Some say volatility, rather than debt, is the best way to think about risk as an investor, but Warren Buffett famously said that 'Volatility is far from synonymous with risk.' When we think about how risky a company is, we always like to look at its use of debt, since debt overload can lead to ruin. As with many other companies HIAG Immobilien Holding AG (VTX:HIAG) makes use of debt. But should shareholders be worried about its use of debt?
Why Does Debt Bring Risk?
Debt is a tool to help businesses grow, but if a business is incapable of paying off its lenders, then it exists at their mercy. If things get really bad, the lenders can take control of the business. However, a more common (but still painful) scenario is that it has to raise new equity capital at a low price, thus permanently diluting shareholders. Having said that, the most common situation is where a company manages its debt reasonably well - and to its own advantage. The first thing to do when considering how much debt a business uses is to look at its cash and debt together.
What Is HIAG Immobilien Holding's Net Debt?
The chart below, which you can click on for greater detail, shows that HIAG Immobilien Holding had CHF811.0m in debt in December 2020; about the same as the year before. However, it also had CHF19.7m in cash, and so its net debt is CHF791.3m.
How Strong Is HIAG Immobilien Holding's Balance Sheet?
Zooming in on the latest balance sheet data, we can see that HIAG Immobilien Holding had liabilities of CHF179.6m due within 12 months and liabilities of CHF750.7m due beyond that. Offsetting these obligations, it had cash of CHF19.7m as well as receivables valued at CHF14.8m due within 12 months. So it has liabilities totalling CHF895.7m more than its cash and near-term receivables, combined.
When you consider that this deficiency exceeds the company's CHF872.6m market capitalization, you might well be inclined to review the balance sheet intently. Hypothetically, extremely heavy dilution would be required if the company were forced to pay down its liabilities by raising capital at the current share price.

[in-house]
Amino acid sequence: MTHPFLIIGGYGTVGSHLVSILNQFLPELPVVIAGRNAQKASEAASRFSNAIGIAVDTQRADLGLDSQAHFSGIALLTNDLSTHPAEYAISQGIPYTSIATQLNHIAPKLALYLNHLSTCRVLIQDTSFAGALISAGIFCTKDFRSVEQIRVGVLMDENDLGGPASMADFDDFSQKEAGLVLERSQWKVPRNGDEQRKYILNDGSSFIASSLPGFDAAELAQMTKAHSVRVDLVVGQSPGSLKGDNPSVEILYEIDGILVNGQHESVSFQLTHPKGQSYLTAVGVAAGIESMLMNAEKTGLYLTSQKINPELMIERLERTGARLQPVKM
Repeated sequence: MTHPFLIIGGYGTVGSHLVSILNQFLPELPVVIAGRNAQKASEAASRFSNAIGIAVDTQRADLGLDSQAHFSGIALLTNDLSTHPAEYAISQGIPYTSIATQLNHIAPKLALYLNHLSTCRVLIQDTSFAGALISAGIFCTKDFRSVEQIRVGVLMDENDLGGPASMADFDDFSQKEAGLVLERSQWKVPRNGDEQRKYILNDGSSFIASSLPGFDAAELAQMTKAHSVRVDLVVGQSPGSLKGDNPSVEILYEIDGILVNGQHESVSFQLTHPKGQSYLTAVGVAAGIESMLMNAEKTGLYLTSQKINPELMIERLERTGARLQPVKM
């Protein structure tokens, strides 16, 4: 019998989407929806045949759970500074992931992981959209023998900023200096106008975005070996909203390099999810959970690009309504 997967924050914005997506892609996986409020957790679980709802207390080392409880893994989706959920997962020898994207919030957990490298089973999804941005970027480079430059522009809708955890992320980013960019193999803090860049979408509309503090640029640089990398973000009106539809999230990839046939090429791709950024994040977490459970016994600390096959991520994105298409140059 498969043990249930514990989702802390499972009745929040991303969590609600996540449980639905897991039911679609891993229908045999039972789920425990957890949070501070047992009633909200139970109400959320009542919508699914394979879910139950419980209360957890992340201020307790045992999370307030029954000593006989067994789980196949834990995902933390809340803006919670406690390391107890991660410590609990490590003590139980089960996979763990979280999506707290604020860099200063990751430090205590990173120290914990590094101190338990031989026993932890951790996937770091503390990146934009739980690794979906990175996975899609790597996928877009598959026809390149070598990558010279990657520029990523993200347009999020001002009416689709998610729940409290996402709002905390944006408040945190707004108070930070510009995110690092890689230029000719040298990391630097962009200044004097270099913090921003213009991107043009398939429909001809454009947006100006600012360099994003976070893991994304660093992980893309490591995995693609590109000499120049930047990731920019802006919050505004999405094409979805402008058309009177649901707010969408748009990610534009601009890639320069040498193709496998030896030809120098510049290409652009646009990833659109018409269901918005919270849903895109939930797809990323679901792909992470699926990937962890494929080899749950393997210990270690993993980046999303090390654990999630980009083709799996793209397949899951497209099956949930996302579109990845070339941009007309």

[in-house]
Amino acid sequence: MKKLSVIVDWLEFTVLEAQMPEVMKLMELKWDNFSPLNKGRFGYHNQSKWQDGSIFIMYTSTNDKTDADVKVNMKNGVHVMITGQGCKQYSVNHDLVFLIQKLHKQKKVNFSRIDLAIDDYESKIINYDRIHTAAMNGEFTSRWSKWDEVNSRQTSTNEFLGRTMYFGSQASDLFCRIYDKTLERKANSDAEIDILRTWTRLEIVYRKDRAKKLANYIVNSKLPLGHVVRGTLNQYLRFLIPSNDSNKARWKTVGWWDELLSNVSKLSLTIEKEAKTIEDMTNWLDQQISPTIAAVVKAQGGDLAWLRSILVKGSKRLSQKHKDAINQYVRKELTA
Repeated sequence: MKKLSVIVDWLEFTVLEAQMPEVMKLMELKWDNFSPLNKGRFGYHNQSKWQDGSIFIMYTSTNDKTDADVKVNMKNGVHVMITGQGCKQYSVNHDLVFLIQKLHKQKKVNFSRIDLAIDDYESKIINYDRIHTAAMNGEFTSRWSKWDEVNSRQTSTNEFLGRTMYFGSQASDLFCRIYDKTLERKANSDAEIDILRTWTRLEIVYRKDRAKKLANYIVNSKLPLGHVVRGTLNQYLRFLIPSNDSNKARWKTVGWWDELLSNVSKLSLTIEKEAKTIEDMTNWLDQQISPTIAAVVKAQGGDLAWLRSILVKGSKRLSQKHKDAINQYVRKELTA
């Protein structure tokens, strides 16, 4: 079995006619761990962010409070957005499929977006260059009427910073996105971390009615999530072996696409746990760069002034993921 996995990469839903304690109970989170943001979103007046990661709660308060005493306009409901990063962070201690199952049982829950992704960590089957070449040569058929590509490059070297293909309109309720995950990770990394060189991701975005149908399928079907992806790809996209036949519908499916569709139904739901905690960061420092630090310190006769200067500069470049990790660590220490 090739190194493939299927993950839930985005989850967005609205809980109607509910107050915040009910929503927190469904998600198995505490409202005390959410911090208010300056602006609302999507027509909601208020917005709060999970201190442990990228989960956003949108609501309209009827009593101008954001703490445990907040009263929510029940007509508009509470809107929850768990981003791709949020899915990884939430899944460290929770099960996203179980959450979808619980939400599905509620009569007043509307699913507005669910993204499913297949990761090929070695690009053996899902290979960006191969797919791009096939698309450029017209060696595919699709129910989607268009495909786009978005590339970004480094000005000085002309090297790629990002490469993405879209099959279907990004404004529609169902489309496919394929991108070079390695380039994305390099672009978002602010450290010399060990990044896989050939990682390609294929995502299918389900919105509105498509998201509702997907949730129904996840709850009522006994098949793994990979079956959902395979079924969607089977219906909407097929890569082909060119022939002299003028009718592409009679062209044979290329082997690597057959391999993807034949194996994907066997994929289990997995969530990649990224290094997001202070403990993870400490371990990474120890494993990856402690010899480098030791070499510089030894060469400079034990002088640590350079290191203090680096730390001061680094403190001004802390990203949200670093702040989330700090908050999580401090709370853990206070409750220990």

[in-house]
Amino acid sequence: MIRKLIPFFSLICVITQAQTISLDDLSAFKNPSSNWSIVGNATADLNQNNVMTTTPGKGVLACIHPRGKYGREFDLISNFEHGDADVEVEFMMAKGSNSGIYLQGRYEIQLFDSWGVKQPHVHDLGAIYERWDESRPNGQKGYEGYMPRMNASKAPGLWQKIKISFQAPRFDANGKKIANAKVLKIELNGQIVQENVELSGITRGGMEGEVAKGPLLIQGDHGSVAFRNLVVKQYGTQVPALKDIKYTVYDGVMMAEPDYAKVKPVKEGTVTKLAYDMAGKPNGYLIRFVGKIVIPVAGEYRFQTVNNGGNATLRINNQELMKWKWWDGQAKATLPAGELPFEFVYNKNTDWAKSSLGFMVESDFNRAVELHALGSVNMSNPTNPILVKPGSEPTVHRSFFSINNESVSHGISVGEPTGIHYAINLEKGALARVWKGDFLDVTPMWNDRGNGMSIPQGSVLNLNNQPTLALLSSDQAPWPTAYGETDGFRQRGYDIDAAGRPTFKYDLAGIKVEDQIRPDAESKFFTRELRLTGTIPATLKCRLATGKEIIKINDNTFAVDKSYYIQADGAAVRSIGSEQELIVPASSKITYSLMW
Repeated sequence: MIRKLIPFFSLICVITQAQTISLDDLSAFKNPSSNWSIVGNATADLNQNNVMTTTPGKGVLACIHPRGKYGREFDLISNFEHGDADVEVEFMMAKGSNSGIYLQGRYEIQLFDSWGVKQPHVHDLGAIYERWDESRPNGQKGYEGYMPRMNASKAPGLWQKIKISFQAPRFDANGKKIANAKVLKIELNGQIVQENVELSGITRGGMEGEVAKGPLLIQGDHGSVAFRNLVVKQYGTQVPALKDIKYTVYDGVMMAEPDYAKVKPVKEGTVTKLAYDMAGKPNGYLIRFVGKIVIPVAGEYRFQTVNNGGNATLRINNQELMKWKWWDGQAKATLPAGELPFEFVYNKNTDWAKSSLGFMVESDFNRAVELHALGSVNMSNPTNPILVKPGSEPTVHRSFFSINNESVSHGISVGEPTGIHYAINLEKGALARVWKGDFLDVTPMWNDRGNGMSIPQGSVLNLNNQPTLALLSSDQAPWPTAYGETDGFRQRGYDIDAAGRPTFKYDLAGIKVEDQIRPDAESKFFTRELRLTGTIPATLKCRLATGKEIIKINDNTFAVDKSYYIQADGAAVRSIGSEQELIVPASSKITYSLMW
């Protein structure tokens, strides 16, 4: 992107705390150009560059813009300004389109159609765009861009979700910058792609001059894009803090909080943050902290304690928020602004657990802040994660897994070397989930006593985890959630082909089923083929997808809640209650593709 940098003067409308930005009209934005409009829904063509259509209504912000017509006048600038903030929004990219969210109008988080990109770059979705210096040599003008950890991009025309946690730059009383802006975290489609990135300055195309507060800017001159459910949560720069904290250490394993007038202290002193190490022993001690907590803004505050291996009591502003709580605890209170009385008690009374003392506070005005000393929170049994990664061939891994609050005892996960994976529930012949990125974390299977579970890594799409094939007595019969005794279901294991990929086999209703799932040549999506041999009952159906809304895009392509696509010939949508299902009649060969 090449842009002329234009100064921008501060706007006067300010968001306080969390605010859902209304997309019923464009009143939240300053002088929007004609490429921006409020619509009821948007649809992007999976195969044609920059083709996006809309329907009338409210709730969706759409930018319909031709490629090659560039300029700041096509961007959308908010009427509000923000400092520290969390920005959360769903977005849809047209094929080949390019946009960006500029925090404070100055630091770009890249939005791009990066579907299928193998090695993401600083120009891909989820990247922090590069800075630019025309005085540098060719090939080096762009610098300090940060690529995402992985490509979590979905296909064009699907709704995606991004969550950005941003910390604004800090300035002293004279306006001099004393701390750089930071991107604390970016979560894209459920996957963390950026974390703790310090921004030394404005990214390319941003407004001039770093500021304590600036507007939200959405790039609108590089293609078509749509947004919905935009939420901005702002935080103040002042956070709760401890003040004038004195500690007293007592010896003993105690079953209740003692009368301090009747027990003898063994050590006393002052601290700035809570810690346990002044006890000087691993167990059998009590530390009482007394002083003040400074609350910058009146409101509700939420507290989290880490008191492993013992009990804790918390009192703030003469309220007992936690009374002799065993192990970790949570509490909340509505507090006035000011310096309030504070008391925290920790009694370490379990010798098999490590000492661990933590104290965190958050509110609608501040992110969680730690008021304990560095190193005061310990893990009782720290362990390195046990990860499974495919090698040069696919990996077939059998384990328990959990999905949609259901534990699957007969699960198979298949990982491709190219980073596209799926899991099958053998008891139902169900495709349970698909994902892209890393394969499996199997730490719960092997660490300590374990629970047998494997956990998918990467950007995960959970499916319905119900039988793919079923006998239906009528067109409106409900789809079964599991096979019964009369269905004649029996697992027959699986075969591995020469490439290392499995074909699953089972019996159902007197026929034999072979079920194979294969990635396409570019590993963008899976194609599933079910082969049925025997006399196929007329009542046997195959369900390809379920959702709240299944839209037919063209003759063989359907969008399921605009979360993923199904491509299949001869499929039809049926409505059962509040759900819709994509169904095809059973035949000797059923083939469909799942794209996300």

In order to size up a company's debt relative to its earnings, we calculate its net debt divided by its earnings before interest, tax, depreciation, and amortization (EBITDA) and its earnings before interest and tax (EBIT) divided by its interest expense (its interest cover). The advantage of this approach is that we take into account both the absolute quantum of debt (with net debt to EBITDA) and the actual interest expenses associated with that debt (with its interest cover ratio).
HIAG Immobilien Holding has a rather high debt to EBITDA ratio of 21.2 which suggests a meaningful debt load. But the good news is that it boasts fairly comforting interest cover of 4.8 times, suggesting it can responsibly service its obligations. We also note that HIAG Immobilien Holding improved its EBIT from a last year's loss to a positive CHF37m. When analysing debt levels, the balance sheet is the obvious place to start. But it is future earnings, more than anything, that will determine HIAG Immobilien Holding's ability to maintain a healthy balance sheet going forward. So if you want to see what the professionals think, you might find this free report on analyst profit forecasts to be interesting.
Finally, a business needs free cash flow to pay off debt; accounting profits just don't cut it. So it's worth checking how much of the earnings before interest and tax (EBIT) is backed by free cash flow. Looking at the most recent year, HIAG Immobilien Holding recorded free cash flow of 41% of its EBIT, which is weaker than we'd expect. That's not great, when it comes to paying down debt.
We'd go so far as to say HIAG Immobilien Holding's net debt to EBITDA was disappointing. But at least its EBIT growth rate is not so bad. Looking at the bigger picture, it seems clear to us that HIAG Immobilien Holding's use of debt is creating risks for the company. If everything goes well that may pay off but the downside of this debt is a greater risk of permanent losses. The balance sheet is clearly the area to focus on when you are analysing debt. But ultimately, every company can contain risks that exist outside of the balance sheet. Be aware that HIAG Immobilien Holding is showing 4 warning signs in our investment analysis , and 1 of those is significant...
If, after all that, you're more interested in a fast growing company with a rock-solid balance sheet, then check out our list of net cash growth stocks without delay.
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